Iran announced last week that it would be taking steps toward producing uranium metal, in direct violation of the 2015 Joint Comprehensive Plan of Action nuclear agreement.
The revelation came only days after Tehran resumed enriching uranium to 20 percent purity at the underground Fordo facility. According to the JCPOA, Iran can enrich uranium only up to 3.67% until 2030.
Iran’s deliberate breaches of the agreement have rightly caused decision-makers in Israel and the six world powers known as the P5+1 to take notice. “The production of uranium metal has potentially grave military implications,” said the foreign ministers of Britain, France and Germany, the so-called E3, in a joint statement. “Iran and — I say this clearly — is in the process of acquiring nuclear [weapons] capacity,” added France’s Foreign Minister Jean Yves Le Drian on Saturday.
But although the latest breaches advance Iran’s nuclear program, they are not an indication that Iran intends to exit the JCPOA or move toward a nuclear weapon, analysts believe. At least, not for now.
‘Not a nothing-burger’
On January 10, officials from the IAEA conducted an inspection at the Fuel Plate Manufacturing Plant in Esfahan, Iran, the nuclear watchdog agency told The Times of Israel. IAEA Director General Rafael Mariano Grossi told member states three days later that Iranian officials had informed the agency that Tehran planned to begin construction of an assembly line for uranium metal production.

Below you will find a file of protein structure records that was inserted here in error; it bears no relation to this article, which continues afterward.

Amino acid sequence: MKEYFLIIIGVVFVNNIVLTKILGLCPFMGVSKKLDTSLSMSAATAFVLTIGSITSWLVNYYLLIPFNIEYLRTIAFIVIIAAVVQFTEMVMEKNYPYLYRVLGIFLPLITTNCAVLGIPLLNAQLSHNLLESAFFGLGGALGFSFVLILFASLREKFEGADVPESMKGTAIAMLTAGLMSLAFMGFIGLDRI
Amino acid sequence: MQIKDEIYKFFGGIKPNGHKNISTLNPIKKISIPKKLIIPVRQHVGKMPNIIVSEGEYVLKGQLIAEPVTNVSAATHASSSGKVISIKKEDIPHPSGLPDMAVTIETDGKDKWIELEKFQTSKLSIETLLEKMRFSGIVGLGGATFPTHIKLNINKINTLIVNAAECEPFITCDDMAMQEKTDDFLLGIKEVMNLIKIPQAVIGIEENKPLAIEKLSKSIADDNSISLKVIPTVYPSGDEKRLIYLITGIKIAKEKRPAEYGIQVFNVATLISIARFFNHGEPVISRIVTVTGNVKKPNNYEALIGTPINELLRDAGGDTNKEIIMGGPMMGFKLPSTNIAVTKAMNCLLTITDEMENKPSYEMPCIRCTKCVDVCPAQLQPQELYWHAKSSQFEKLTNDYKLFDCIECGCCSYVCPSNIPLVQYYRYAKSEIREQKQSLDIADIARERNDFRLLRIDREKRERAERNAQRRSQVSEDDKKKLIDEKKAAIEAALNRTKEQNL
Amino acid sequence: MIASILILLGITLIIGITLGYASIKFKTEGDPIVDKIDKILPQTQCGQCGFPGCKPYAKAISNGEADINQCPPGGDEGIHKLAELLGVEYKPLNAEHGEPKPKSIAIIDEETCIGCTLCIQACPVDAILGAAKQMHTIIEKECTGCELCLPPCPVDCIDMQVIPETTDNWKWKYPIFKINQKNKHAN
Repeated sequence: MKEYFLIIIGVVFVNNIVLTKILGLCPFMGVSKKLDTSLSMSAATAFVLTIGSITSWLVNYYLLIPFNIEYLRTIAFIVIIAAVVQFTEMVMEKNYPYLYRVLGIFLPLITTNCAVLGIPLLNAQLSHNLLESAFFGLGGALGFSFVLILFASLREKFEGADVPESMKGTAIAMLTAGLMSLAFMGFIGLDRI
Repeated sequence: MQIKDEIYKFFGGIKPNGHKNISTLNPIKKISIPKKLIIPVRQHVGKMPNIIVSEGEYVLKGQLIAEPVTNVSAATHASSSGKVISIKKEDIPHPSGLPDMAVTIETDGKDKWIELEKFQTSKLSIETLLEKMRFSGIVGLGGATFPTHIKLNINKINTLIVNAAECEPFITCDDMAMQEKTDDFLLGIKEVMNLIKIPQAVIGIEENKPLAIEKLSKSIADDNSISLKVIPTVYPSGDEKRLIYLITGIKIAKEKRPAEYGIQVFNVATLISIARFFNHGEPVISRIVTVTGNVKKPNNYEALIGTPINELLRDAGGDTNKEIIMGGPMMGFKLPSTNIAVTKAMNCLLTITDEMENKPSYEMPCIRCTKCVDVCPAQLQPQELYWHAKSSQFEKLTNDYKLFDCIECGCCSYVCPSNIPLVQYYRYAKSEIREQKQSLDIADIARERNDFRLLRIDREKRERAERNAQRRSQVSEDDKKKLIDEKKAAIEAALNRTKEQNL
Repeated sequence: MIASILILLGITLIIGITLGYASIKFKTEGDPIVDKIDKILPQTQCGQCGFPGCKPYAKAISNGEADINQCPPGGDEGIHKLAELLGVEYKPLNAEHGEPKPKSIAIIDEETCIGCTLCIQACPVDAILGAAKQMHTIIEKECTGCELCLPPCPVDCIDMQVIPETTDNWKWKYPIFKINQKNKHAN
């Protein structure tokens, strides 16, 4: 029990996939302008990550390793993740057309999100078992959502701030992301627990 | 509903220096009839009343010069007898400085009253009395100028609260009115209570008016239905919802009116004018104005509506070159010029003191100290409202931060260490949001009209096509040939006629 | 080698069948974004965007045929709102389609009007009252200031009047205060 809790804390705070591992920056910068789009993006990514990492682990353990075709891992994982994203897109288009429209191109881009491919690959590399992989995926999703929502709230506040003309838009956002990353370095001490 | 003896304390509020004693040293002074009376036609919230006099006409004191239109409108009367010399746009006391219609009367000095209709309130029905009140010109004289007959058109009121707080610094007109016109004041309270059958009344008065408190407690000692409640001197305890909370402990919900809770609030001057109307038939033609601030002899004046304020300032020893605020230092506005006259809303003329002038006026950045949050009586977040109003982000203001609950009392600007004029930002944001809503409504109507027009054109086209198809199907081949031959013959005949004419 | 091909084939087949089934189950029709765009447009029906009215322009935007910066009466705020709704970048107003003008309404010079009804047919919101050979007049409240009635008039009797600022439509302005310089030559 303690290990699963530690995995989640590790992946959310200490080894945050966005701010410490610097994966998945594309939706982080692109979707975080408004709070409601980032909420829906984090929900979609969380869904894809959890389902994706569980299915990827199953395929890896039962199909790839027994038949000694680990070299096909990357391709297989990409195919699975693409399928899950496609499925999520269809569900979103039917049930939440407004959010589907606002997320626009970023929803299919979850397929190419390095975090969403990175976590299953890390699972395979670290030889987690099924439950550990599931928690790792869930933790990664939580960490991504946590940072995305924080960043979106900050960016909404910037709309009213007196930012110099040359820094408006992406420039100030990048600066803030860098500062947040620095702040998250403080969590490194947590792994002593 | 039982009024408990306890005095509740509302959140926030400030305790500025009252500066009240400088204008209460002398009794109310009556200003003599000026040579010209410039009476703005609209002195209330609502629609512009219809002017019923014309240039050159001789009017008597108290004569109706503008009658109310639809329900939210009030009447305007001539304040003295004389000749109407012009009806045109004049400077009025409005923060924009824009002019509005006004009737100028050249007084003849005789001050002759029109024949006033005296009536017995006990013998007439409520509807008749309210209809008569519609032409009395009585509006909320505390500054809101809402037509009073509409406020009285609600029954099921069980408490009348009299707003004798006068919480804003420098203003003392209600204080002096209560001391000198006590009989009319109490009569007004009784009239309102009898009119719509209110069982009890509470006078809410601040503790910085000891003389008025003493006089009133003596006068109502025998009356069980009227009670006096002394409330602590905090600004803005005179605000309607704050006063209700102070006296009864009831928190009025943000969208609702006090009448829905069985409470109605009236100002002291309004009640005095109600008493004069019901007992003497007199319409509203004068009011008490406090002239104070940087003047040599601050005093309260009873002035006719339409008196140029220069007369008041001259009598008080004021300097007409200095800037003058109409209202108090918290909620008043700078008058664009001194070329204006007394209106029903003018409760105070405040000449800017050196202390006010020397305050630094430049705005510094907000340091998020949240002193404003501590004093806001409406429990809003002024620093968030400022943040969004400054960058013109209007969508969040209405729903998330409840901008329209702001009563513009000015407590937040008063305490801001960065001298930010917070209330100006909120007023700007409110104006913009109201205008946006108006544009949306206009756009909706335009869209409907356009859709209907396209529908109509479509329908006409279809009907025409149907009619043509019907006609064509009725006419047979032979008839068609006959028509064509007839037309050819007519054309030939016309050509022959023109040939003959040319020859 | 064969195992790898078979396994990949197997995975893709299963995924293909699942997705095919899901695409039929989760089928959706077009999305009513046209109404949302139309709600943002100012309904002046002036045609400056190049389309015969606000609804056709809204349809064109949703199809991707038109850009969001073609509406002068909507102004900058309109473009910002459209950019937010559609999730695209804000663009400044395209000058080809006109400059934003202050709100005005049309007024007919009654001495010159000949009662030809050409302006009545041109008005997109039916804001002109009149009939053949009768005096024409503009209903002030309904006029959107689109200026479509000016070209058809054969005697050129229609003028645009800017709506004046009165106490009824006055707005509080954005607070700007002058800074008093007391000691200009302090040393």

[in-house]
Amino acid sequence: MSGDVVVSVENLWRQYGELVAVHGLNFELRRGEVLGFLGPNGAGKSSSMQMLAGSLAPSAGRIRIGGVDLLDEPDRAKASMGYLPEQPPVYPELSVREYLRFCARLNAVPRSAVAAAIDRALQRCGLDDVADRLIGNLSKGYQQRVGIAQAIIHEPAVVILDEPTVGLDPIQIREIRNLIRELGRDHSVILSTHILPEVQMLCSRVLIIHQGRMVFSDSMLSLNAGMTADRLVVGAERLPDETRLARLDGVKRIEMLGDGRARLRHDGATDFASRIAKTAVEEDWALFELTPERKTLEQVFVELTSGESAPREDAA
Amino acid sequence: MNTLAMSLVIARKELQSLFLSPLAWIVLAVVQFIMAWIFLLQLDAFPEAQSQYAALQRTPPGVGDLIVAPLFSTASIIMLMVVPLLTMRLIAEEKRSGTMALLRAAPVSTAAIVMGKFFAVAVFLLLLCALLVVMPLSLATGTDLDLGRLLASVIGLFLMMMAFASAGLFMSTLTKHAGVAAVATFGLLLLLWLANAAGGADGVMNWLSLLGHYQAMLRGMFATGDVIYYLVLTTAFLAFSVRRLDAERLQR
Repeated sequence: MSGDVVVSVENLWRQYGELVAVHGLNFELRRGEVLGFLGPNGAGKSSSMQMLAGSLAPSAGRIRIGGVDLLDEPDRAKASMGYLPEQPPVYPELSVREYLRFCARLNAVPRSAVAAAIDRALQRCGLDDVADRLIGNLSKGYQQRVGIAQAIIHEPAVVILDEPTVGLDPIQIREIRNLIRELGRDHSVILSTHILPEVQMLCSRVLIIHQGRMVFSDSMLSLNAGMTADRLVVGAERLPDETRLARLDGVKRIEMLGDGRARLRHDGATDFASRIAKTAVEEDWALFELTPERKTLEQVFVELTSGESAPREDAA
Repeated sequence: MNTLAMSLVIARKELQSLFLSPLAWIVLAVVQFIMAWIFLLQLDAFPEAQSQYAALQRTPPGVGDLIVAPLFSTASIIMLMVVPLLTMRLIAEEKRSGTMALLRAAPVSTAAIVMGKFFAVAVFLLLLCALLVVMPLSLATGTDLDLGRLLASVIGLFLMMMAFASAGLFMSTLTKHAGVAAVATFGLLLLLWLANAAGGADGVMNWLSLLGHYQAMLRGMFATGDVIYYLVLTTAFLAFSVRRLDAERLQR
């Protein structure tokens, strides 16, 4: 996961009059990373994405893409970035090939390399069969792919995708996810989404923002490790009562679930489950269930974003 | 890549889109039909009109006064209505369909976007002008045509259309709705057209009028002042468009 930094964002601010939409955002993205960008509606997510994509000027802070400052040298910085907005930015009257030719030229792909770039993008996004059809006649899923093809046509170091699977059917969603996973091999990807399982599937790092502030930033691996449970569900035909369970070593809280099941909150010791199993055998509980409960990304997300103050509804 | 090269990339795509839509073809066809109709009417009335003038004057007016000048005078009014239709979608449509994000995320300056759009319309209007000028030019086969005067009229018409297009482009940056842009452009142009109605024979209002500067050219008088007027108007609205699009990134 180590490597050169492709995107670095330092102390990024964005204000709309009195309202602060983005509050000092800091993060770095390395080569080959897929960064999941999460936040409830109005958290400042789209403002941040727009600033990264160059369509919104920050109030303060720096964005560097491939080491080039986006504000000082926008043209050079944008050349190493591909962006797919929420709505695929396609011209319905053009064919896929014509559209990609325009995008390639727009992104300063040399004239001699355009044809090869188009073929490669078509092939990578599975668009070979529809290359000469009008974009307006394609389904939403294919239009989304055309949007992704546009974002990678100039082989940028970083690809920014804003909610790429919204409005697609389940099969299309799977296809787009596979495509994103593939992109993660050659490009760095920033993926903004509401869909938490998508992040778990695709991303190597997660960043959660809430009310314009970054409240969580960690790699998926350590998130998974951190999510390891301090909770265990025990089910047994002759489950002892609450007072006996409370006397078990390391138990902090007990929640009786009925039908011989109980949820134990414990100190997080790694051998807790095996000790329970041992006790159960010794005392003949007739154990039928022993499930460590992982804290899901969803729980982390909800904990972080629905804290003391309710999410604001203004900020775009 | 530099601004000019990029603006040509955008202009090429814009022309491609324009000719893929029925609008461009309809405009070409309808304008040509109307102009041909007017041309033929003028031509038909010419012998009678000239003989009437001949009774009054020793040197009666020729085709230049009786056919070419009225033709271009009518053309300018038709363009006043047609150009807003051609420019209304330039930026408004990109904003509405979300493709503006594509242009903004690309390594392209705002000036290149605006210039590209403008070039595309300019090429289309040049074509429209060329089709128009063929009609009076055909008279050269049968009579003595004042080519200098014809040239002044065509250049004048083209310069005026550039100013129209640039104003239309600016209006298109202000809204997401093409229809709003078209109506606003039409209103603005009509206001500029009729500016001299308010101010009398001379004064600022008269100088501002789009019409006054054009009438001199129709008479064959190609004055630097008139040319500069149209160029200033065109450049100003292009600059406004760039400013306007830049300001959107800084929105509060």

“Modification and installation of the relevant equipment for the mentioned R&D activities have been already started,” Iran told the IAEA in a January 13 letter.
The Iranian decision is a clear violation of the JCPOA. “For 15 years, Iran will not engage in producing or acquiring plutonium or uranium metals or their alloys, “ reads Annex I of the agreement, “or conducting R&D on plutonium or uranium (or their alloys) metallurgy, or casting, forming, or machining plutonium or uranium metal.”
However, producing uranium metal does not violate the terms of the 1968 Non-Proliferation Treaty, or NPT, which Iran signed in 1970.
Experts acknowledge the difficulty in determining how alarmed regional and world powers should be about the latest Iranian move. “There is a legitimate civilian use” for uranium metal, Jeffrey Lewis, nonproliferation scholar at the Middlebury Institute of International Studies, told The Times of Israel.
Uranium must be in a gaseous state in order to be enriched, which increases the concentration of the uranium-235 isotope to levels necessary to produce nuclear fuel. The gas is pumped into centrifuges, which separate the desired U-235 from the heavier U-238. The uranium gas must then be converted into a solid in order to be used as nuclear fuel in both civilian reactors and nuclear weapons.
Still, Lewis emphasized, the Iranian announcement is “not a nothing-burger.”
“It’s a thorny issue, it’s the kind of thing that they have… a legitimate reason to do it; on the other hand, it is the kind of thing we would prefer they not do.”
Potential civilian uses for uranium metal include metal rods in nuclear reactors. However, most reactors use other types of solids for their fuel, emphasized Joab Rosenberg, former deputy head analyst in the Israel Defense Force’s Military Intelligence Directorate.
For that reason, said Rosenberg, producing uranium metal is “one of the most indicative moves” that a country is working toward nuclear weapons capability.